Advanced Search
MyIDEAS: Login to save this paper or follow this series

Technology Diffusion and Aggregate Dynamics

Contents:

Author Info

  • David Andolfatto

    ()
    (Department of Economics, University of Waterloo and CREFE/UQAM)

  • Glenn M. MacDonald

    ()
    (W. E. Simon Graduate School of Business Administration and Department of Economics, University of Rochester; Economics Research Center / NORC)

Abstract

This paper develops and analyzes a macroeconomic model in which aggregate growth and fluctuations arise from the discovery and diffusion of new technologies; there are no exogenous aggregate shocks. The temporal behavior of aggregates is driven by individuals' efforts to innovate and/or make use of others' innovations. Parameters describing preferences, production possibilities and learning technologies are estimated using post-war U.S. data. The model delivers predicted aggregates that grow and fluctuate much like the data. The key feature of post-war growth are explained by new technologies that differ in terms of the magnitude of their improvement over existing methods and the difficulty of acquiring them. The model implies a negative trend in technological dispersion, and that the generally lower growth witnessed during the last two decades is the result of new technologies offering comparatively minor or less broadly-applicable improvements. Data on the growing and fluctuating share of engineering Ph.D.s support the model's technological interpretation of the growth facts, and data on patent applications and adult schooling are consistent with the notion that newer technologies are more specific and proprietary. Ce papier développe et analyse un modèle macroéconomique dans lequel croissance et fluctuations sont le résultat de la découverte et de la diffusion de nouvelles technologies; il n'y a pas de chocs agrégés exogènes. Le comportement dans le temps des agrégats est mû par l'effort d'innovation des individus ou par l'effort d'utilisation des innovations faites par des autres. Les paramètres décrivant les préférences, les possibilités de production et les technologies d'apprentissage sont estimés au moyen de données américaines d'après-guerre. Le modèle livre des agrégats qui croissent et fluctuent en grande partie comme dans les données. Les faits saillants concernant la croissance d'après-guerre sont expliqués par de nouvelles technologies qui diffèrent en termes d'ampleur d'amélioration par rapport aux méthodes existantes et de difficulté d'acquisition. Le modèle implique une tendance négative de la dispersion technologique. De plus, il montre que la croissance généralement plus faible des deux dernières décennies est le résultat de nouvelles technologies offrant des améliorations comparativement faibles ou moins bien applicables. Les données sur la part croissante et variable de Ph.D. en ingénieurie corroborent l'interprétation technologique des faits saillants de la croissance par le modèle, et les données sur les demandes de brevets et l'éducation des adultes sont conformes avec la notion que les technologies les plus récentes sont plus spécifiques et exclusives.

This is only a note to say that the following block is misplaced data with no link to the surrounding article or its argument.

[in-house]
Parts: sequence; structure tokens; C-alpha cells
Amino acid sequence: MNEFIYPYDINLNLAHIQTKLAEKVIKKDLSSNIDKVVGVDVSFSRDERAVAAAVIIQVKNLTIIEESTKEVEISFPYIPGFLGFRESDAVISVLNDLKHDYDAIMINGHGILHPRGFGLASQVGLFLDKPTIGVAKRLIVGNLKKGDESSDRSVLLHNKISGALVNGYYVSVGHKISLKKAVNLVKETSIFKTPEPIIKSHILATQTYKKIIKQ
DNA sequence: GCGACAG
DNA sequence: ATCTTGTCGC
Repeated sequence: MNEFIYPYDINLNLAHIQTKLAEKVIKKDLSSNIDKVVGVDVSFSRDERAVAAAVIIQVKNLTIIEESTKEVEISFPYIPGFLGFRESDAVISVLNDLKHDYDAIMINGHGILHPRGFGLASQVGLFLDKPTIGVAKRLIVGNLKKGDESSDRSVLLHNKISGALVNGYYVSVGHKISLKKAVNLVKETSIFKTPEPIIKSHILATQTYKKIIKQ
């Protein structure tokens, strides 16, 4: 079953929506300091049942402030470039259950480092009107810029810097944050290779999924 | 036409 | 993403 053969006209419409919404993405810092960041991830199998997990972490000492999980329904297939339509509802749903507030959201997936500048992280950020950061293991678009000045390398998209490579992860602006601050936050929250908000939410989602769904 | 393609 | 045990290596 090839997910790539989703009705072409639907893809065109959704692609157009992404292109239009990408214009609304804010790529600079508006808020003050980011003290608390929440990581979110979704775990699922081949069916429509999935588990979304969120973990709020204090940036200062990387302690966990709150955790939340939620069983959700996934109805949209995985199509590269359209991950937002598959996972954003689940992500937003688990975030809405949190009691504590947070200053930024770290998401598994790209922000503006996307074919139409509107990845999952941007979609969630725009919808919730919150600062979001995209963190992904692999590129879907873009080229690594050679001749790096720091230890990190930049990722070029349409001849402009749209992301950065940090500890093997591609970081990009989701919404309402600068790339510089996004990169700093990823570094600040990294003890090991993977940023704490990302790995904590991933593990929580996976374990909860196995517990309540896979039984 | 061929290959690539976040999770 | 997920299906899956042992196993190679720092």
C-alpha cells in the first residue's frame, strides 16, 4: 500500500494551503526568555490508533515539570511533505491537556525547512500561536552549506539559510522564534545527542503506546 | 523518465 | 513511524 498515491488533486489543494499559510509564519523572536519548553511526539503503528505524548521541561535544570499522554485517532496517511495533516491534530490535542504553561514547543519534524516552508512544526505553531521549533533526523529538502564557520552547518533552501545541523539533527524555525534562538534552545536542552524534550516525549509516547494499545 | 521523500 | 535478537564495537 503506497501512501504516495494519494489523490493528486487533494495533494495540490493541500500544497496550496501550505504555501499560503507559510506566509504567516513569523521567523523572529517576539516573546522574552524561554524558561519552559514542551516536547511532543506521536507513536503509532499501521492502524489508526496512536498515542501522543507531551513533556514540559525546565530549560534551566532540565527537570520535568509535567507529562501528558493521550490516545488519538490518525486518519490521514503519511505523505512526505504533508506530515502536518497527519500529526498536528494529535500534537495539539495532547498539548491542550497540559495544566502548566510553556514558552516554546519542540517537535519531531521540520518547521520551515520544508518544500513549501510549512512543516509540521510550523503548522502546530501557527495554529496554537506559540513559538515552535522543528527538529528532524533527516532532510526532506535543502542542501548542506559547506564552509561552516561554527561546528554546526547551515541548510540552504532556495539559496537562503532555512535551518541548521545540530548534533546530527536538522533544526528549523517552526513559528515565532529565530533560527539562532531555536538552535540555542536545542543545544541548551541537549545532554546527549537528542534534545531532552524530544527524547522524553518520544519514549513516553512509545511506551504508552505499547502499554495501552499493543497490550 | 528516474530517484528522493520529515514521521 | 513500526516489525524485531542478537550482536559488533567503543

Download Info

If you experience problems downloading a file, check if you have the proper application to view it first. In case of further problems read the IDEAS help page. Note that these files are not on the IDEAS site. Please be patient as the files may be large.
File URL: http://www.unites.uqam.ca/eco/CREFE/cahiers/cah58.pdf
Our checks indicate that this address may not be valid because: 500 Internal Server Error (http://www.unites.uqam.ca/eco/CREFE/cahiers/cah58.pdf [301 Moved Permanently]--> http://www.economie.uqam.ca/CREFE/cahiers/cah58.pdf [301 Moved Permanently]--> http://economie.esg.uqam.ca/CREFE/cahiers/cah58.pdf). If this is indeed the case, please notify (Stéphane Pallage)
File Function: Main text
Download Restriction: no

Bibliographic Info

Paper provided by CREFE, Université du Québec à Montréal in its series Cahiers de recherche CREFE / CREFE Working Papers with number 58.

as in new window
Length: 60 pages
Date of creation: Jan 1998
Date of revision:
Publication status: Forthcoming, Review of Economic Dynamics
Handle: RePEc:cre:crefwp:58

Contact details of provider:
Postal: P.O. Box 8888, Downtown Station, Montreal (Canada) Quebec, H3C 3P8
Phone: (514) 987-6181
Fax: (514) 987-8494
Email:
Web page: http://ideas.uqam.ca/CREFE/
More information through EDIRC

Related research

Keywords: Growth; Technology; Fluctuations;

Other versions of this item:

Find related papers by JEL classification:

References

References listed on IDEAS